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Three Revolutions: Steering Automated, Shared, and Electric Vehicles to a Better Future

UCD-ITS-RP-18-45

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Suggested Citation:
Sperling, Daniel (2018) Three Revolutions: Steering Automated, Shared, and Electric Vehicles to a Better Future. Island Press/Center for Resource Economics

Three recent developments in passenger transportation - automated vehicles, electric vehicles, and shared mobility services - are in the process of converging, and this convergence holds great potential for reducing energy use, decreasing environmental impacts from transportation, and improving social cohesion. Crucial to achieving those benefits is appropriate implementation of policy. Chapter 1 discusses the tension between potential gains and pitfalls of the three revolutionary technologies. If they are appropriately realized, the world would see greater transportation choice and accessibility; healthier cities, and diminished greenhouse gases. If not, a nightmare scenario of the opposite results could ensue. Chapter 2 opens the discussion of technological innovation by focusing on electrification of vehicles. Chapter 3 examines the power of shared mobility services - perhaps the most important of the three strategies. Chapter 4 considers how automated vehicles hold the ability to leverage the gains offered by pooling. Chapter 5 discusses the necessity of upgrading our transit system in order to fully benefit from the three transformative technologies. Chapter 6 takes up the issue of equity between those who have mobility access and those who do not. Chapter 7 covers the implications of the transportation revolutions for the automotive industry. Lastly, Chapter 8 reflects on the role China will play in achieving the convergence of the three innovations. The epilogue re-emphasizes the importance of pooling.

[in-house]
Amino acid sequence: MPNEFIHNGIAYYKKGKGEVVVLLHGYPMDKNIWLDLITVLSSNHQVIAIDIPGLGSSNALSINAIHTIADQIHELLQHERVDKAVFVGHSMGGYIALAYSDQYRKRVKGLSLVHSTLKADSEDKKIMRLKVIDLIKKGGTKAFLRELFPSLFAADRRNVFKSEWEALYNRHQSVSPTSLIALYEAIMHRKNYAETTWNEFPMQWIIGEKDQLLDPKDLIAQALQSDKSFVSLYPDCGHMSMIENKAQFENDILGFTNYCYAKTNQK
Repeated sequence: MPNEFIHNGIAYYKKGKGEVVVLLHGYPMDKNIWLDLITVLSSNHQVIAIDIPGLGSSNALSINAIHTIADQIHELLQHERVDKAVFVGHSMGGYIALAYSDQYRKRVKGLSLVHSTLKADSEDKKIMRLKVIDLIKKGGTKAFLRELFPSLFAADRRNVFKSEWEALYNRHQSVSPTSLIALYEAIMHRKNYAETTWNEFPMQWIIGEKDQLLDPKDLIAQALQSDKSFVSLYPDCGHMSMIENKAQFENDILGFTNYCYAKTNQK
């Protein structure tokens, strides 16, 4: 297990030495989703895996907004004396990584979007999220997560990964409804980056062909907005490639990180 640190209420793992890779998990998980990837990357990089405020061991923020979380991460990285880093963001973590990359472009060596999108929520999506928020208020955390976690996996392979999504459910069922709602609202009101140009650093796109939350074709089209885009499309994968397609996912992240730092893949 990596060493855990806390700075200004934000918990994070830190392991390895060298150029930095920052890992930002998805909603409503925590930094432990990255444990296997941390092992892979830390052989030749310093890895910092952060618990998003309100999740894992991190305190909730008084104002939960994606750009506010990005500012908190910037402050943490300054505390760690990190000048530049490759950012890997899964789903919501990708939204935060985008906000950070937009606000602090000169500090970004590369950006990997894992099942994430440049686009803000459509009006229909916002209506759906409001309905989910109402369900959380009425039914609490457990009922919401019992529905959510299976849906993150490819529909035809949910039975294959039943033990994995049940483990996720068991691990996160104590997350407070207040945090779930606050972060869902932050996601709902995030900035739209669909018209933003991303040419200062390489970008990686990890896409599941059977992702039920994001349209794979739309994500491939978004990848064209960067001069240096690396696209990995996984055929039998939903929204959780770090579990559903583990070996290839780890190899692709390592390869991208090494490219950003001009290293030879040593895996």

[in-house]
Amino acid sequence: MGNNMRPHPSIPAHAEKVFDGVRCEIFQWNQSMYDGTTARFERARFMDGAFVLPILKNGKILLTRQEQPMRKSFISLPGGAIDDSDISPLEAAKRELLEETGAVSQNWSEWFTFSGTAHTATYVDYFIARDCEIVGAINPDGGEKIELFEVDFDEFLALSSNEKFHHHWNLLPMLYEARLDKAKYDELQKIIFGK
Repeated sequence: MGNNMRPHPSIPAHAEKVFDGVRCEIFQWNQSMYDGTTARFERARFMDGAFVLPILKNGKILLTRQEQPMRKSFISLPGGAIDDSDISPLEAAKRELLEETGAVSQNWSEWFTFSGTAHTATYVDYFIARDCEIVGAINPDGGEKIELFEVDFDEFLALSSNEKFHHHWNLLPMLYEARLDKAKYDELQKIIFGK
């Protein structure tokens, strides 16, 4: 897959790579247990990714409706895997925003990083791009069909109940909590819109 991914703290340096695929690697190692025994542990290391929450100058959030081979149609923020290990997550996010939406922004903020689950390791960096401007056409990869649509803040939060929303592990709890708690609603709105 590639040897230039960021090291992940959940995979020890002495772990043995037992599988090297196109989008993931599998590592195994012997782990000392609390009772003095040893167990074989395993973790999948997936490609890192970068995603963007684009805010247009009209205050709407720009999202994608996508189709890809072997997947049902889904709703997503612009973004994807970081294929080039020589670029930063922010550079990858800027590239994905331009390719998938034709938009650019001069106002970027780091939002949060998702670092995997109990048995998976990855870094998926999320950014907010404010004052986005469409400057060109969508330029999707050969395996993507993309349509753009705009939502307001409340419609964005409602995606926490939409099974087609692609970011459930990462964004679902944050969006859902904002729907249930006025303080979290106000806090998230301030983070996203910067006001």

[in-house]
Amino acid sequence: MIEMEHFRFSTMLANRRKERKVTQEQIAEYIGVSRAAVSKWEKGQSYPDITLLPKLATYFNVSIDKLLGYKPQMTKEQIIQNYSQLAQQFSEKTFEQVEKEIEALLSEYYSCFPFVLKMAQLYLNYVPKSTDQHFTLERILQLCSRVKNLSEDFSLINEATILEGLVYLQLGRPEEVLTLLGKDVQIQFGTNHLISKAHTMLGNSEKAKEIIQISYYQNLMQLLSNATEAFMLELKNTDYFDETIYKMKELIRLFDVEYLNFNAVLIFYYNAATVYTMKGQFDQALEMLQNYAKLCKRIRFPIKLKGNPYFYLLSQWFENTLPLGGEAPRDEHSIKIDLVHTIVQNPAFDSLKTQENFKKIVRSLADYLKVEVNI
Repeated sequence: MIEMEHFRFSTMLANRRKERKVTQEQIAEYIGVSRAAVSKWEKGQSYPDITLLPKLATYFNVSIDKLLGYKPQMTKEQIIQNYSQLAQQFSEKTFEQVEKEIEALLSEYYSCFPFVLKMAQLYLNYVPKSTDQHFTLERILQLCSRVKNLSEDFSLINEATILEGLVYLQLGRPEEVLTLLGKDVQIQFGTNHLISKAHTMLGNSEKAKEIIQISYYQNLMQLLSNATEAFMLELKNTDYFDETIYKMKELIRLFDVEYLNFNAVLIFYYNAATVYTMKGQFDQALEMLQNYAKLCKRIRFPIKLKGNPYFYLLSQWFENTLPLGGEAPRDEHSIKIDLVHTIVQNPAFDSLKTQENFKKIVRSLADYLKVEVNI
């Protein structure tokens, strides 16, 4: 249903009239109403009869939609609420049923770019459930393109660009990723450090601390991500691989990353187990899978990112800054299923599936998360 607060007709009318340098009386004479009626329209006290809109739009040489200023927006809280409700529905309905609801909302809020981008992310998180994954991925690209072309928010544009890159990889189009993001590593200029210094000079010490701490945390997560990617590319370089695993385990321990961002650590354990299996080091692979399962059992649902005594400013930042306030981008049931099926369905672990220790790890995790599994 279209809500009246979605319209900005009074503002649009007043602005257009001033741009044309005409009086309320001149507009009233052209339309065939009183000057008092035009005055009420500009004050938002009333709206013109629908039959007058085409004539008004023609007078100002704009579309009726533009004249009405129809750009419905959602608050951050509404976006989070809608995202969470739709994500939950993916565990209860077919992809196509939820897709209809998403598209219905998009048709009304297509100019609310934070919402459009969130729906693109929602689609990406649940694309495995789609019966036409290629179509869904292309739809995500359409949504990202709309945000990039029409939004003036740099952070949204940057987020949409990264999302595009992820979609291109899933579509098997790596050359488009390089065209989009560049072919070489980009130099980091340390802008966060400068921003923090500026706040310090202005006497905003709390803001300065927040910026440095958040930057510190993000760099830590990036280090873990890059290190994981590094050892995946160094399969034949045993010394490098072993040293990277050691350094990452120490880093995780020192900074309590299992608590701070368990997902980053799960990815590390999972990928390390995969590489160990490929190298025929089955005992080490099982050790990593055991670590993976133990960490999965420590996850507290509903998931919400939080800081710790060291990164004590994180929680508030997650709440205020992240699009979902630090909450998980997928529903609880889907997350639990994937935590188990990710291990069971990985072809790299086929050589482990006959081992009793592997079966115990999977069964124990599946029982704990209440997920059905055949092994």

Key words: Accessibility, automated vehicle control for ground vehicles, autonomous vehicles, demand responsive transportation, economic factors, electric vehicles, environmental impacts, intelligent vehicles, mobility, motor vehicle industry, public transit, ridesharing, ridesourcing, social factors, transportation policy, vehicle sharing